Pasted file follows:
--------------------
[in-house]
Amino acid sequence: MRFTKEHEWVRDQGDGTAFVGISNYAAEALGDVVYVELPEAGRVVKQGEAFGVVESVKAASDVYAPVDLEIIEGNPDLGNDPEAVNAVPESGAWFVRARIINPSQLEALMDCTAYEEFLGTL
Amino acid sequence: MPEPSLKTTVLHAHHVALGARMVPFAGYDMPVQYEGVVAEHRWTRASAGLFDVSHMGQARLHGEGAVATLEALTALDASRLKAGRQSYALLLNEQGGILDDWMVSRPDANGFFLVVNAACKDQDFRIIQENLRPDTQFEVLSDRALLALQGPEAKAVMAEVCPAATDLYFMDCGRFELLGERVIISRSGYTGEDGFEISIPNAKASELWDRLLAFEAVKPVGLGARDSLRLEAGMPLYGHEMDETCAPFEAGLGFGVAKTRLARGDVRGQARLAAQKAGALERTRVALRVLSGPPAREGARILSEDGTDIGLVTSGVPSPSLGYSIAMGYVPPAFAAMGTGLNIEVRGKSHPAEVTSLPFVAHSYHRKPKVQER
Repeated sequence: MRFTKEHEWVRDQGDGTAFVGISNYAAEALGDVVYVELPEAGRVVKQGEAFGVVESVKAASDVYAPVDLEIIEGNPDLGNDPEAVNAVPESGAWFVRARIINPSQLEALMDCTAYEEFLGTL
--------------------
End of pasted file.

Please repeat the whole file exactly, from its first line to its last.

[in-house]
Amino acid sequence: MRFTKEHEWVRDQGDGTAFVGISNYAAEALGDVVYVELPEAGRVVKQGEAFGVVESVKAASDVYAPVDLEIIEGNPDLGNDPEAVNAVPESGAWFVRARIINPSQLEALMDCTAYEEFLGTL
Amino acid sequence: MPEPSLKTTVLHAHHVALGARMVPFAGYDMPVQYEGVVAEHRWTRASAGLFDVSHMGQARLHGEGAVATLEALTALDASRLKAGRQSYALLLNEQGGILDDWMVSRPDANGFFLVVNAACKDQDFRIIQENLRPDTQFEVLSDRALLALQGPEAKAVMAEVCPAATDLYFMDCGRFELLGERVIISRSGYTGEDGFEISIPNAKASELWDRLLAFEAVKPVGLGARDSLRLEAGMPLYGHEMDETCAPFEAGLGFGVAKTRLARGDVRGQARLAAQKAGALERTRVALRVLSGPPAREGARILSEDGTDIGLVTSGVPSPSLGYSIAMGYVPPAFAAMGTGLNIEVRGKSHPAEVTSLPFVAHSYHRKPKVQER
Repeated sequence: MRFTKEHEWVRDQGDGTAFVGISNYAAEALGDVVYVELPEAGRVVKQGEAFGVVESVKAASDVYAPVDLEIIEGNPDLGNDPEAVNAVPESGAWFVRARIINPSQLEALMDCTAYEEFLGTL